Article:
Digital Archive brought to you
by JPMorgan Chase & Co.
As pastor of Ebenezer, Dr. King delivered this particular sermon to his congregation in January of 196. He begins by referencing representative-elect Julian Bond's statement against war and against America's involvement in Vietnam, and he commends Mr. Bond for being courageous enough to speak his mind. He uses quotes from historical figures and biblical passages to support his claim that humans should be men of conviction and not of conformity. Dr.
Ozro Jones, President of the International Youth Congress, writes C. T. Vivian stating that he sincerely appreciates Dr. King for accepting the invitation to speak at the International Youth Congress in Chicago.
In this letter Joan Daves informs Dr. King that a copy of the jacket text for "Where Do We Go from Here" is enclosed.
Dr. King writes to decline the invitation of Dr. Alan F. Westin to serve on the Honorary Advisory Board of the Center for Research and Education in American Liberties at Columbia University. He cites the urgent demands on his time by the civil rights movement as his reason.
Dr. King's speech to the National Press Club in Washington D.C. was delivered a week after he was incarcerated in Albany, Georgia. This draft shows Dr. King's notes on his address about the Civil Rights Movement.
The Southern Christian Leadership Conference announces five new members will join the staff. The five men are: John H. Calhoun, Herbert V. Coulton, James L. Bevel, Fred C. Bennette, and Bernard S. Lee. These men derive from different locations across America and add different levels of education and commitment to the Civil Rights Movement.
Senator Robert Kennedy thanks Dr. King for a previous correspondence and expresses his aligned views regarding nonviolent reconciliation. Senator Kennedy believes in the preservation of dignity and freedom internationally without imposing "incessant military conflict" upon those with unaligned views. He references Dr. King's statement regarding the precedence of progress in America to that of other countries. He also wishes to hear Dr. King's reaction to a series of his speeches on "A Program for the Urban Crisis" that he has attached.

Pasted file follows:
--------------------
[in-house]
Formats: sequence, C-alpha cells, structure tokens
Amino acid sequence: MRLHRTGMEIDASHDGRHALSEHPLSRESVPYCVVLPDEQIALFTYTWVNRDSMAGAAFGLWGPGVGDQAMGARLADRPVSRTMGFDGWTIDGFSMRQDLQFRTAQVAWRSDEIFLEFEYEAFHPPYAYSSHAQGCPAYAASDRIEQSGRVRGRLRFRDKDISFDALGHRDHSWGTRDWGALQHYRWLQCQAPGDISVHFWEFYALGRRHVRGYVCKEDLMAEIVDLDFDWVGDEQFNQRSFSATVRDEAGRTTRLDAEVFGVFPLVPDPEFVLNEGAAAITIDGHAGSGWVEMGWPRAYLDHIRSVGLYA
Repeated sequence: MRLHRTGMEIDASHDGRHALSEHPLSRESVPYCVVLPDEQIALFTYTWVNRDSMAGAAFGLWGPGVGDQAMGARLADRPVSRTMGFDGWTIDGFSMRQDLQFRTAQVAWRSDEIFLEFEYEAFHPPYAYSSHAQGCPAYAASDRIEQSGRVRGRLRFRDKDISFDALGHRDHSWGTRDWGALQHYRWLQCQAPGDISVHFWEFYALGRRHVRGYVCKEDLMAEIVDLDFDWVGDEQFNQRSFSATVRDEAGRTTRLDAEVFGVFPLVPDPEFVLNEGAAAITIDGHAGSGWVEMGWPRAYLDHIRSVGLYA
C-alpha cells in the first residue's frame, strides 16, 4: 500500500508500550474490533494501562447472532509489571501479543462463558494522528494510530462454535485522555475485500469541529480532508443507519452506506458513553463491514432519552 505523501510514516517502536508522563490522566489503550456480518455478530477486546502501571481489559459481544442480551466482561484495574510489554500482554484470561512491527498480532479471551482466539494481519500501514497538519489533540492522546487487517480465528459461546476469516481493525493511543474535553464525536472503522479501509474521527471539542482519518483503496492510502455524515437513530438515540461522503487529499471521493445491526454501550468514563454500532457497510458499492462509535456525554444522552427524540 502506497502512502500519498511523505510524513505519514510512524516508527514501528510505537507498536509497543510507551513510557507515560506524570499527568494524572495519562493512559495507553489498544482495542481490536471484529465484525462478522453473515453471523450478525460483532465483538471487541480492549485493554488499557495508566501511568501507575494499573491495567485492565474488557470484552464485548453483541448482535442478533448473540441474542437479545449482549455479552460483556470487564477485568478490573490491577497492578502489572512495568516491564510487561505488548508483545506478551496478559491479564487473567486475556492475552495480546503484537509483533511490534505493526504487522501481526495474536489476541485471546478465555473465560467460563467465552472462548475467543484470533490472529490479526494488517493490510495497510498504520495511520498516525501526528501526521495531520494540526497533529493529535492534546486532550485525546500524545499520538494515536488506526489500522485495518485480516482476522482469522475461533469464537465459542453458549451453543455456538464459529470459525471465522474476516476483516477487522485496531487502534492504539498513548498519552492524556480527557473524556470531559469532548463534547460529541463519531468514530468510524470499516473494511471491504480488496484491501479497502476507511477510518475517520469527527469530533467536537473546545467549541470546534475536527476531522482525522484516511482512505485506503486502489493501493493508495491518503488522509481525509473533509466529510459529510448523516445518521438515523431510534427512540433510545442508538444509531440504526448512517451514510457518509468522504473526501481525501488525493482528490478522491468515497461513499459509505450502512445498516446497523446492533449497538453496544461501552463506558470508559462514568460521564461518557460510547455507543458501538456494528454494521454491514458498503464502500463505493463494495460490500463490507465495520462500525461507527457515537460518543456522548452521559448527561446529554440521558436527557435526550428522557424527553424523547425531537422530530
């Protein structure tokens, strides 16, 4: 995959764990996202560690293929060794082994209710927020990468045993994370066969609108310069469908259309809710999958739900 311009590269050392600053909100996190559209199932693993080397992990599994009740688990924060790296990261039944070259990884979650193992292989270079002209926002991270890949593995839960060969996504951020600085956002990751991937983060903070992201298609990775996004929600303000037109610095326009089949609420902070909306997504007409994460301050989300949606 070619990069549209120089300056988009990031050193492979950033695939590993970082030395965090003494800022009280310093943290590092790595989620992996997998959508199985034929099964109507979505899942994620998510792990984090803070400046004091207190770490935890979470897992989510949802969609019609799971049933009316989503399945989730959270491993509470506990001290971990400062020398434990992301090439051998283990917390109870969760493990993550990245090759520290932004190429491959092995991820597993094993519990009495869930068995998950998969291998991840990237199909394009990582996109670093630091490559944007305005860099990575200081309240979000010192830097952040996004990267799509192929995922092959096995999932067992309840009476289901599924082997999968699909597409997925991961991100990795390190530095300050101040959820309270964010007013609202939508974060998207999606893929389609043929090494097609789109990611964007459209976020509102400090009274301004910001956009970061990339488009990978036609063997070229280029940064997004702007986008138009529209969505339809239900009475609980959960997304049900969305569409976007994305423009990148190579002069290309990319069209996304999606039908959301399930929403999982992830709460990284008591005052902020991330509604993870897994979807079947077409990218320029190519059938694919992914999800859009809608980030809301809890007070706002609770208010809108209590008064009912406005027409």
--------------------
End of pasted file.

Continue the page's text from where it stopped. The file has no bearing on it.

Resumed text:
Dr. King responds to an invitation to speak at Temple University from the Assistant Director of Student Activities. He states that he enjoys speaking with college and university students, he gracefully declines the invitation due to his civil rights commitments in the South. He also addresses Mrs. Sargent's question presented in her letter regarding the role Temple University can play in the Civil Rights Movement. He tells her that Rev. C.T. Vivian, Dr.
The Southern Leaders Conference on Transportation and Non-Violent Integration issued this statement. The document states that a world-wide campaign for social and political freedom shows an international plight for human dignity. As America is one of the two most powerful nations in the world, "the unresolved problem of civil rights becomes the most crucial issue." There is contradiction between the freedom America proclaims and the actual practice of civil liberties and democracy. Dr.
In this letter Senator Hubert Humphrey urges Dr. King to accept an invitation to speak at the annual meeting of the American Political Science Association.
Francis A. O' Connell provides Steve Klein with the requested copies of the speech delivered at the Transport Workers Union 11th Constitutional Convention.
Out of the many well wishes sent to Dr. King, he received one in particular from this New York inmate, Albert Adams. Mr. Adams wished Dr. King a full recovery and prayed that he would not, again, endure the same hardship.
Maurice Dawkins, Assistant Director for Civil Rights of the Office of Economic Opportunity, invites Dr. King to attend a meeting aimed at funding summer projects for riot-prone cities. Mr. Dawkins has already encouraged President Johnson to help fund $75 million for summer programs.
In this letter to Dr. King, a Lithuanian immigrant to the United States writes that he agrees with the campaign for Negro rights and believes that all U.S. citizens should be treated equally.
The United Nations Representatives for the United States of America and Norway invite Mr. and Mrs. Popper to attend an event in honor of Dr. King.
Dr. King thanks Rev. John Papandrew of New Hampshire for giving witness during the Albany Movement. Dr. King explains that, through the events in Albany, the world is now aware of the situation in the South.